The status of forces agreement (SOFA) can be regarded as the crown jewel of the U.S.-led change in Iraq. It’s not an overstatement to say that it represents an aspect of victory in this war. By victory I mean that it will mark the beginning of a time in which Iraq is officially a partner of the U.S., as it will join Iraq and the U.S. in a new relationship that serves the national interests of both countries. Above all, it will be a major boost for the effort in the war on terror as it will guarantee that Iraq will not fall prey to extremists. It will ensure that Iraq becomes a barrier against the aspirations of extremists, not a vessel that conveys them. In my opinion this treaty will set the foundations for a new Middle East ripe for transformation and for joining the free world. For these reasons and for others that we’re still trying to understand, this treaty has been receiving fire from virtually all directions.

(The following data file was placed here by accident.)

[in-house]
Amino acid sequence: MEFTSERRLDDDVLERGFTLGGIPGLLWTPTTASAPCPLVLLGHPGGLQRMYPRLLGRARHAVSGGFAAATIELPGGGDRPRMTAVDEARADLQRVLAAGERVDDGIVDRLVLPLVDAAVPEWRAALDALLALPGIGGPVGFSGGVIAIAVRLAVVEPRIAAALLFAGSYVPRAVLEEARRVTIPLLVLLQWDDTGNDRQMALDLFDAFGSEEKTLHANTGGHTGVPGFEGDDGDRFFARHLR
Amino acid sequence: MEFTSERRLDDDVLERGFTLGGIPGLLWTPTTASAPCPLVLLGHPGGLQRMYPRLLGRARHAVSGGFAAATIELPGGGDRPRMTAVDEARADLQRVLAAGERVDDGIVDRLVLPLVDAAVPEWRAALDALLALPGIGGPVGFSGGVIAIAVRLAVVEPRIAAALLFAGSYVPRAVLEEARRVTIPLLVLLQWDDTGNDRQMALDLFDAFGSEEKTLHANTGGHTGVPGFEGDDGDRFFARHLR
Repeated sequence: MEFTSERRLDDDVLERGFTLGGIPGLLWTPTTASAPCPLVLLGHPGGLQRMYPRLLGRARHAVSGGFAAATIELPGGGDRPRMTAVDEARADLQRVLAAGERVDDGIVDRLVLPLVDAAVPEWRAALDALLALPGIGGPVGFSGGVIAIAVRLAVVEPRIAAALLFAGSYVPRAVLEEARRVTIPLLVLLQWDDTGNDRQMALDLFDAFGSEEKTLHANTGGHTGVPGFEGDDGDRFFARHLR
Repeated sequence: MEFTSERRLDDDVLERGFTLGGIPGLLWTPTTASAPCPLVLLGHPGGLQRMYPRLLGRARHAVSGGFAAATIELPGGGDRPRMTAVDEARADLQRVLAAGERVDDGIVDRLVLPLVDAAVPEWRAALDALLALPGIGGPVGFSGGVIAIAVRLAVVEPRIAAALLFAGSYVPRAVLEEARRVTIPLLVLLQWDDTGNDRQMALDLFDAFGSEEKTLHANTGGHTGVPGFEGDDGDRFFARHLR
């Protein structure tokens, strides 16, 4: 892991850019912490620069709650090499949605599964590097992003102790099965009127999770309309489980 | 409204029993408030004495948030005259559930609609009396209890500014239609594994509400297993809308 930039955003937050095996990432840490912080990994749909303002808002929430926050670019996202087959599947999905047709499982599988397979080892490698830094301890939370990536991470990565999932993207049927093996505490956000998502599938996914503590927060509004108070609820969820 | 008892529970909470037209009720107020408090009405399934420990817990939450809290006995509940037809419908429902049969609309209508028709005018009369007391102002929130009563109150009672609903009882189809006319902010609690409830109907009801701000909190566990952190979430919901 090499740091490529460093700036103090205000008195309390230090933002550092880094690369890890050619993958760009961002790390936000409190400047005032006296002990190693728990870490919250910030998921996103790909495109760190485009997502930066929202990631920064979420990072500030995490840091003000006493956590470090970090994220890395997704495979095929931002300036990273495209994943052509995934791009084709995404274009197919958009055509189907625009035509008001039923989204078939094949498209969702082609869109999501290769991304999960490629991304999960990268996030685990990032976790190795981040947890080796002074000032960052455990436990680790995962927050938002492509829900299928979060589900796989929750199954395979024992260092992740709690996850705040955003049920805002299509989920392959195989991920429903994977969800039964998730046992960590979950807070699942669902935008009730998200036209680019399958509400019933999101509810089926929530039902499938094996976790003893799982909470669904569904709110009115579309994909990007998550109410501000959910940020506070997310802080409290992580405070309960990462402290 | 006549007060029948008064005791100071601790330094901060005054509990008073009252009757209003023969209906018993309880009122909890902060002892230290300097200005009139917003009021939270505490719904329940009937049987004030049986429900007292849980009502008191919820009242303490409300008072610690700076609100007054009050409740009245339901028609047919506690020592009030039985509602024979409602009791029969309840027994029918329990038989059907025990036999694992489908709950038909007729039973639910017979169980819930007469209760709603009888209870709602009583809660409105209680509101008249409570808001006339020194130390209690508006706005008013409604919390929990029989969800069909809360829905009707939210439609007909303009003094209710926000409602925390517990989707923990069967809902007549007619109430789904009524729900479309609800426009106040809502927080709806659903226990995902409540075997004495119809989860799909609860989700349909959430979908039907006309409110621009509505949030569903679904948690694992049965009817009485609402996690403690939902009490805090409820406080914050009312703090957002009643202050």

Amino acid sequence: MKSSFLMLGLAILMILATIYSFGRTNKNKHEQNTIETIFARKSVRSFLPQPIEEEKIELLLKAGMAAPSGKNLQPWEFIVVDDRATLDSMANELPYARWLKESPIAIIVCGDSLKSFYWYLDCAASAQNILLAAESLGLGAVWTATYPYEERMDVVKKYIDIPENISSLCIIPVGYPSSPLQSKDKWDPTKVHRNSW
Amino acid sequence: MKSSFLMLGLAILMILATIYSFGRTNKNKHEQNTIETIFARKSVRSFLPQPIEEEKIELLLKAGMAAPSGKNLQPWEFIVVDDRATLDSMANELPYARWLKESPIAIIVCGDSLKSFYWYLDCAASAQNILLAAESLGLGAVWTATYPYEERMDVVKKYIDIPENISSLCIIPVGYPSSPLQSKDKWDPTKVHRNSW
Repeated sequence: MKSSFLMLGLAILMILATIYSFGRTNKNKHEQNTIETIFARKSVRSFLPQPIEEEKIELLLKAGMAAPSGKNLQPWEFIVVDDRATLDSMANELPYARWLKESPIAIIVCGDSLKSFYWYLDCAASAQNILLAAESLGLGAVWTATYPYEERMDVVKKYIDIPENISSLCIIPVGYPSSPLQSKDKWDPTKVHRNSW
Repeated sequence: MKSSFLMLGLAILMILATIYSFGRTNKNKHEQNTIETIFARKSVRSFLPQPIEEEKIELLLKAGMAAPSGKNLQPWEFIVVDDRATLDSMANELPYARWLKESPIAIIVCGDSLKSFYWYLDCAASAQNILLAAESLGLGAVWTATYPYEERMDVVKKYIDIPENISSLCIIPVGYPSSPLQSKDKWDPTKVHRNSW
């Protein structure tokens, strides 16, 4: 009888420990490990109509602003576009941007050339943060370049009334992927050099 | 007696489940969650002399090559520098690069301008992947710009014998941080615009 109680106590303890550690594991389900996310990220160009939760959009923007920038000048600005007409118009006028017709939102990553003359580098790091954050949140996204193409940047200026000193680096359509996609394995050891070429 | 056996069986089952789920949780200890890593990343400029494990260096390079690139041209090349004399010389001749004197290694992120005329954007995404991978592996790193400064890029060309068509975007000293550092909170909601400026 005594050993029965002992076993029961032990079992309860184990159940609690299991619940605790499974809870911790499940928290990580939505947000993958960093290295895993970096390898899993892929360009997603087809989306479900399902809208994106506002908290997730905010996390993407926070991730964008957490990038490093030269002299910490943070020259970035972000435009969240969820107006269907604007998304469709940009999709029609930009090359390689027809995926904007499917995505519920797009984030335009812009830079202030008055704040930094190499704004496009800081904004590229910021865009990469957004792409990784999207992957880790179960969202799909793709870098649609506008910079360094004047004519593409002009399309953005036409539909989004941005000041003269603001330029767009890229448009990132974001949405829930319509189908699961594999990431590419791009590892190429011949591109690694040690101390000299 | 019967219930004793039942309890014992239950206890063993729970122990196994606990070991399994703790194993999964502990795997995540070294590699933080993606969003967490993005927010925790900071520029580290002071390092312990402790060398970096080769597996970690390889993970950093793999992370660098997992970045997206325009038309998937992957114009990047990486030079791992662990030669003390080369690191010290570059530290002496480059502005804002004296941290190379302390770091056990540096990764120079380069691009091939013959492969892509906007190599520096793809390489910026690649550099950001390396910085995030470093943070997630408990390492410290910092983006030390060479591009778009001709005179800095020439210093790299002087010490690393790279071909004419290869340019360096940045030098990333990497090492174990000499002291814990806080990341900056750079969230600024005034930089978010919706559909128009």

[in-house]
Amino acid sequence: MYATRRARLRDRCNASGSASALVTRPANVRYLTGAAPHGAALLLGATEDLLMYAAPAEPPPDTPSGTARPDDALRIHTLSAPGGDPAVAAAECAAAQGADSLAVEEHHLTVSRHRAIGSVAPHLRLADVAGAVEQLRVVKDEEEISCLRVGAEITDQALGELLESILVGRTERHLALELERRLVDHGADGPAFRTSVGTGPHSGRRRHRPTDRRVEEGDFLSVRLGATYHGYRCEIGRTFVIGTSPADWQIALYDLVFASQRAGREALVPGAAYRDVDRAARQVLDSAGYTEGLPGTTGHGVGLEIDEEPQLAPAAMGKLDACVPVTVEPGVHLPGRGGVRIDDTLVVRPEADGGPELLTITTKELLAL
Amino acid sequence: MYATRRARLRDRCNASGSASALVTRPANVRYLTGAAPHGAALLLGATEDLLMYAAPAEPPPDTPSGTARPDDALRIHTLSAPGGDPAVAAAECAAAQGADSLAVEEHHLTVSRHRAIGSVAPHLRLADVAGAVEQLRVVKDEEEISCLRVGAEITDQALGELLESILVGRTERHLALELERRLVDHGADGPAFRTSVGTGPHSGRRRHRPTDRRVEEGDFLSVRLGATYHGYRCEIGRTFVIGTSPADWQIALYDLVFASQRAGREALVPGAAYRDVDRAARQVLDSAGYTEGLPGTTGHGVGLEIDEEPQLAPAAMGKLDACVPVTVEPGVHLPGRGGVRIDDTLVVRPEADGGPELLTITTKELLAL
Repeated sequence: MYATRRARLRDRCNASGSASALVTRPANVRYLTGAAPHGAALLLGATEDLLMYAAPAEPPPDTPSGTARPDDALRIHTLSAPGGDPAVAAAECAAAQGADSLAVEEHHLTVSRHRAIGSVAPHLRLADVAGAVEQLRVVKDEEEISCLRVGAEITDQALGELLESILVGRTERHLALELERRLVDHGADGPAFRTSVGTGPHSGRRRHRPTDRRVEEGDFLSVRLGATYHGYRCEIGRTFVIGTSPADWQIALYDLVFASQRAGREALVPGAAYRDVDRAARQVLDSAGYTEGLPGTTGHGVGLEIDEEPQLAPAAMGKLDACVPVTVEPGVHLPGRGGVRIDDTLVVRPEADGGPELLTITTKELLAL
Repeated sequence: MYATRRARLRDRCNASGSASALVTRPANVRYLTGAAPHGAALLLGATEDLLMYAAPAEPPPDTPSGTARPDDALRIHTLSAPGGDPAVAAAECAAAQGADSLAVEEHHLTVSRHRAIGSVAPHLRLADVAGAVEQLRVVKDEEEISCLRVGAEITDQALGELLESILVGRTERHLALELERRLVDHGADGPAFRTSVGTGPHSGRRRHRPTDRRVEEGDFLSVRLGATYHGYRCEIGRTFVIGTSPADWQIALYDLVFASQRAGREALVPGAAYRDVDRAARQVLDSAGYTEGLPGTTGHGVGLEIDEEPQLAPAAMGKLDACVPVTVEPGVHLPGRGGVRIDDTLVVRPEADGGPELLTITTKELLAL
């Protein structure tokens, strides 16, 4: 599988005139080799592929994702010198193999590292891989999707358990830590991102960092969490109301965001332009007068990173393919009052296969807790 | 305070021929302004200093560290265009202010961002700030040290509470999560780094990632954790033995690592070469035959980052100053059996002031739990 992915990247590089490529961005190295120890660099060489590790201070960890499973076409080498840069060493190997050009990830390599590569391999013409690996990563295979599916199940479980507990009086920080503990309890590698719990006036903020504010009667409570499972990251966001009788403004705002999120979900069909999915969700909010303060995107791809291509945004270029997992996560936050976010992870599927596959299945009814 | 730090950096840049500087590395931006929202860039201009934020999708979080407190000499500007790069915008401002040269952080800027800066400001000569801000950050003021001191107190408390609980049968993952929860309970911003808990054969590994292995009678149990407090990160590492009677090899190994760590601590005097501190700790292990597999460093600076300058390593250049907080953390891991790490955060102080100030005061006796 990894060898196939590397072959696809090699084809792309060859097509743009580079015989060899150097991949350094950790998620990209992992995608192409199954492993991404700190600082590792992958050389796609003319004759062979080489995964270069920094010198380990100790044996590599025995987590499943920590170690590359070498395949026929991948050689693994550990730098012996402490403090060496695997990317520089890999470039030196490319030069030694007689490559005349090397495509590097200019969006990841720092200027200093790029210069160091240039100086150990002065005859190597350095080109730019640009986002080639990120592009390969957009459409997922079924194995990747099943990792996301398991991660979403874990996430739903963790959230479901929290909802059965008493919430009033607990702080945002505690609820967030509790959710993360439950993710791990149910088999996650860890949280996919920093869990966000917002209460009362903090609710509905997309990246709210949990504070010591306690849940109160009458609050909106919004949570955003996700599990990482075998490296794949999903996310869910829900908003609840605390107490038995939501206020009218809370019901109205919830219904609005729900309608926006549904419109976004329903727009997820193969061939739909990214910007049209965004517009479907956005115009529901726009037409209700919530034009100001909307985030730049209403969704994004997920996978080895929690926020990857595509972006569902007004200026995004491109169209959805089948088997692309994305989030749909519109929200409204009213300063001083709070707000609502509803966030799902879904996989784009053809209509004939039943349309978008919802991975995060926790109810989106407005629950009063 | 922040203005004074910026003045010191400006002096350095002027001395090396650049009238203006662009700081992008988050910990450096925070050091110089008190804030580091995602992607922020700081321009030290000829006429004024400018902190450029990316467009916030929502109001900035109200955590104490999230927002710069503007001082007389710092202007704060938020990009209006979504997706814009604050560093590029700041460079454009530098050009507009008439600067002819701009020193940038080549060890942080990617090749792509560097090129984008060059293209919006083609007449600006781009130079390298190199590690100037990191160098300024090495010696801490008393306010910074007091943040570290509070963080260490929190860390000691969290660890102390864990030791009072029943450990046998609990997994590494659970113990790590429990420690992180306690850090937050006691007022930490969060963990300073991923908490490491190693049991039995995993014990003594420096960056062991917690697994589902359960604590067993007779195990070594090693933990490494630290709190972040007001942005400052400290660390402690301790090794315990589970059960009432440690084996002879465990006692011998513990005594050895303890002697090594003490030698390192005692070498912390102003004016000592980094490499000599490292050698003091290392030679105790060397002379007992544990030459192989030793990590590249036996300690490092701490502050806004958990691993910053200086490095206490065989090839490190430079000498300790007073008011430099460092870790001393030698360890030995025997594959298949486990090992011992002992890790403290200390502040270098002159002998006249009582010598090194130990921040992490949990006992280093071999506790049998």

I understand why Iran and other enemies of democracy in the region stand against it. They know that it will stand in their way and further undermine their position. In fact, whenever I pass through a period of intellectual laziness, I look at where dictators and religious extremists stand on any issue and take the opposite position. Whenever I see them opposing something I can automatically — with a very low error margin — assume that the thing they oppose is good for me, for I absolutely wouldn’t suspect at any moment that they care about the welfare of the people of the region or that of the world. For this reason I wasn’t surprised by the vicious attack on the treaty from Arab and Muslim media and leaders.